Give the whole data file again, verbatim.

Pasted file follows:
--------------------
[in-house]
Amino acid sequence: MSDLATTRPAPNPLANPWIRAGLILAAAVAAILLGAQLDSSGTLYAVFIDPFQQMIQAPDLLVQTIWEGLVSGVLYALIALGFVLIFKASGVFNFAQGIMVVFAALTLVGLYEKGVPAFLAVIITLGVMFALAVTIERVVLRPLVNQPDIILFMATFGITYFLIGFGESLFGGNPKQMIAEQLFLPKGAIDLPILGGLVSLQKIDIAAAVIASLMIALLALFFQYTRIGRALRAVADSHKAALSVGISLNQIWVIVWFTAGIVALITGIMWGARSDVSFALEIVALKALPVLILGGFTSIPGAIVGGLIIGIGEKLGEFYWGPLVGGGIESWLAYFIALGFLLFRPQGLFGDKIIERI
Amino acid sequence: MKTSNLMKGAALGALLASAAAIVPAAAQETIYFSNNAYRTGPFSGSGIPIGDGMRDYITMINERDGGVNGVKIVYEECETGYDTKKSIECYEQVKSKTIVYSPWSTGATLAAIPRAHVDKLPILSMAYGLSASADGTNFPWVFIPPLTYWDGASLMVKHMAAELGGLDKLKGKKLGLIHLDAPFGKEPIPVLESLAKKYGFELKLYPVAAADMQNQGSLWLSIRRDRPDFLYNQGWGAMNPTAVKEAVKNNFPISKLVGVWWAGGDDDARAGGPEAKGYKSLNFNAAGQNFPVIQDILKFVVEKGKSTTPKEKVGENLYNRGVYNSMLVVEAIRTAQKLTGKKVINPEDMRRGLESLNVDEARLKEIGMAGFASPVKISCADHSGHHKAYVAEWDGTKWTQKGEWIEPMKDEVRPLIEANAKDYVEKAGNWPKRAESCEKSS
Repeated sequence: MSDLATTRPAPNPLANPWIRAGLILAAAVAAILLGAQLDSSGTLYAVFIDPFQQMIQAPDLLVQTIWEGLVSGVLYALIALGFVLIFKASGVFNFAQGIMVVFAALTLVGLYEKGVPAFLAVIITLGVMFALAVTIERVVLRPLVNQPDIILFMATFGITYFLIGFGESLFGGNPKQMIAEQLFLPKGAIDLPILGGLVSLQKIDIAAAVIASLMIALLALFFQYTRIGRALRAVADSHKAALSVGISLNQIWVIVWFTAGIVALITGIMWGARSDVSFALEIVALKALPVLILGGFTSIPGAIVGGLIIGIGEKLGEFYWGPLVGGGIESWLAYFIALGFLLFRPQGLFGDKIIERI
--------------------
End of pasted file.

[in-house]
Amino acid sequence: MSDLATTRPAPNPLANPWIRAGLILAAAVAAILLGAQLDSSGTLYAVFIDPFQQMIQAPDLLVQTIWEGLVSGVLYALIALGFVLIFKASGVFNFAQGIMVVFAALTLVGLYEKGVPAFLAVIITLGVMFALAVTIERVVLRPLVNQPDIILFMATFGITYFLIGFGESLFGGNPKQMIAEQLFLPKGAIDLPILGGLVSLQKIDIAAAVIASLMIALLALFFQYTRIGRALRAVADSHKAALSVGISLNQIWVIVWFTAGIVALITGIMWGARSDVSFALEIVALKALPVLILGGFTSIPGAIVGGLIIGIGEKLGEFYWGPLVGGGIESWLAYFIALGFLLFRPQGLFGDKIIERI
Amino acid sequence: MKTSNLMKGAALGALLASAAAIVPAAAQETIYFSNNAYRTGPFSGSGIPIGDGMRDYITMINERDGGVNGVKIVYEECETGYDTKKSIECYEQVKSKTIVYSPWSTGATLAAIPRAHVDKLPILSMAYGLSASADGTNFPWVFIPPLTYWDGASLMVKHMAAELGGLDKLKGKKLGLIHLDAPFGKEPIPVLESLAKKYGFELKLYPVAAADMQNQGSLWLSIRRDRPDFLYNQGWGAMNPTAVKEAVKNNFPISKLVGVWWAGGDDDARAGGPEAKGYKSLNFNAAGQNFPVIQDILKFVVEKGKSTTPKEKVGENLYNRGVYNSMLVVEAIRTAQKLTGKKVINPEDMRRGLESLNVDEARLKEIGMAGFASPVKISCADHSGHHKAYVAEWDGTKWTQKGEWIEPMKDEVRPLIEANAKDYVEKAGNWPKRAESCEKSS
Repeated sequence: MSDLATTRPAPNPLANPWIRAGLILAAAVAAILLGAQLDSSGTLYAVFIDPFQQMIQAPDLLVQTIWEGLVSGVLYALIALGFVLIFKASGVFNFAQGIMVVFAALTLVGLYEKGVPAFLAVIITLGVMFALAVTIERVVLRPLVNQPDIILFMATFGITYFLIGFGESLFGGNPKQMIAEQLFLPKGAIDLPILGGLVSLQKIDIAAAVIASLMIALLALFFQYTRIGRALRAVADSHKAALSVGISLNQIWVIVWFTAGIVALITGIMWGARSDVSFALEIVALKALPVLILGGFTSIPGAIVGGLIIGIGEKLGEFYWGPLVGGGIESWLAYFIALGFLLFRPQGLFGDKIIERI